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It is then collected and filtered through absorbent cotton with a centrifugal separator to remove bark and other impurities.

The result is raw urushi (nama-urushi) which can be further refined, or used as-is for the base coats in lacquerware.

Swords, shields and entire body armor had coatings of urushi!

Urushi lacquer is made from the sap of the urushi tree (Rhus vernicifera).

From June through November the urushi is tapped by slashing the bark of the tree with horizontal cuts to let the thick white sap (arami) ooze from the trunk.

This sap begins to solidify as soon as it comes in contact with the air.

When exposed to warmth and humidity, an enzyme is activated and extracts oxygen from the water and supplies it to the urushiol. Even after it has hardened, the urushi retains some water content, making it look perpetually wet and shiny.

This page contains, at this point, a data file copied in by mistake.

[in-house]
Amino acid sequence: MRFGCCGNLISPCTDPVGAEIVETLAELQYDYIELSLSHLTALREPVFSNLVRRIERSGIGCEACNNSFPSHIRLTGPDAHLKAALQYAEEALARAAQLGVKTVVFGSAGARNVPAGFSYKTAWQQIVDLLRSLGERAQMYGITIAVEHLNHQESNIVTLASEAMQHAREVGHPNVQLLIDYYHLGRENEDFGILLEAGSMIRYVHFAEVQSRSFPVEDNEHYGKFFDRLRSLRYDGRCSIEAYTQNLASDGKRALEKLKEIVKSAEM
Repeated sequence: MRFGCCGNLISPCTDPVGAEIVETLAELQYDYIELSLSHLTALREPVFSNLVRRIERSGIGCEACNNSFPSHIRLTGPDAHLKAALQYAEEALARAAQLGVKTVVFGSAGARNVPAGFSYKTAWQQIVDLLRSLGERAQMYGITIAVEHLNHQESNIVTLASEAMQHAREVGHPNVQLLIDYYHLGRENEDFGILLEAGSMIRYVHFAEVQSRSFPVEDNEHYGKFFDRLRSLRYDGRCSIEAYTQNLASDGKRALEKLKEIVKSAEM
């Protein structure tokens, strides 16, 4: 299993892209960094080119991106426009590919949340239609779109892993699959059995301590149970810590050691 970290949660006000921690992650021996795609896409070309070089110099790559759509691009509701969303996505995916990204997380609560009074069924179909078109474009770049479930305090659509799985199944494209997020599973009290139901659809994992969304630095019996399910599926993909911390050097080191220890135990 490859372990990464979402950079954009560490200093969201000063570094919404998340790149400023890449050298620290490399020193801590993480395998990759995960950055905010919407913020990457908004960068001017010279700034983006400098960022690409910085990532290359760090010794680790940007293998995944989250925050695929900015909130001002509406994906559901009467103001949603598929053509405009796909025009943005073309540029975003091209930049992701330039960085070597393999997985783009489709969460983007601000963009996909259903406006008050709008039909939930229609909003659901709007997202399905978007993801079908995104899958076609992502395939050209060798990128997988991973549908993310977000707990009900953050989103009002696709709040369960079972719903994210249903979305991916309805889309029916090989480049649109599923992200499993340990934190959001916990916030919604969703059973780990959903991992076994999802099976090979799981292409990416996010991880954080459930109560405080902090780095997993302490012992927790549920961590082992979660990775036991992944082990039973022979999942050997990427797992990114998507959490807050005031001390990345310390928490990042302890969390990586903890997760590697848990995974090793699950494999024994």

Urushiol is the exact same substance found in poison ivy, poison oak, and poison sumac which causes rash and itchiness, so it is not advisable to handle liquid urushi with your bare hands unless you are one of the lucky few who are immune to it.

However, the areas today where urushi sap is actually produced are very limited.

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Urushi (pronounced "oo-roo-shee") is one of the most durable natural lacquers known to man.

It gradually turns dark brown in color, and reaches a smooth consistency.

It is now ready to be used for the middle and final coats.

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